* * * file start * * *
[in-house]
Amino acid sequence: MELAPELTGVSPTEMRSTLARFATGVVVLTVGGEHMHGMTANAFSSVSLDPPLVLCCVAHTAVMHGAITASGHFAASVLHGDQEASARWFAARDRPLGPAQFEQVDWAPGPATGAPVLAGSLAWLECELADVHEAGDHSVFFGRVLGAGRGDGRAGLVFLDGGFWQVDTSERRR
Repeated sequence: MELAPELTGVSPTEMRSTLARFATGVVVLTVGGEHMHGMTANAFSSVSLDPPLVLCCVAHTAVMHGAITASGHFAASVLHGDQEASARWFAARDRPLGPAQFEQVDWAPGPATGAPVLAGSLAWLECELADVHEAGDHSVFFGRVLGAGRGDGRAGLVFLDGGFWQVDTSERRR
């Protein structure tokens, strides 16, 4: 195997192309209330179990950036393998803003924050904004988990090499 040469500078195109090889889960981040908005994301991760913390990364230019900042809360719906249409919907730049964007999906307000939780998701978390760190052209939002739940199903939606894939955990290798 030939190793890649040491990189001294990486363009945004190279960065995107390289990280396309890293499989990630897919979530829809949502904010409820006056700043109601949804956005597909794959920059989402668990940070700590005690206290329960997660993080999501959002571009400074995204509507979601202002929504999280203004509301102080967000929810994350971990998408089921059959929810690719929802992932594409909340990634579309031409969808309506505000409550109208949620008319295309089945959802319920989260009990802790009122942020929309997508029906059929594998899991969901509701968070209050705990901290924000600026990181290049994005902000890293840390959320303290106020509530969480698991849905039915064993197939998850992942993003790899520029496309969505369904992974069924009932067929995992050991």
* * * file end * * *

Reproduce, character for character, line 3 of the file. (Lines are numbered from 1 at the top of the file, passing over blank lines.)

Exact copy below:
Repeated sequence: MELAPELTGVSPTEMRSTLARFATGVVVLTVGGEHMHGMTANAFSSVSLDPPLVLCCVAHTAVMHGAITASGHFAASVLHGDQEASARWFAARDRPLGPAQFEQVDWAPGPATGAPVLAGSLAWLECELADVHEAGDHSVFFGRVLGAGRGDGRAGLVFLDGGFWQVDTSERRR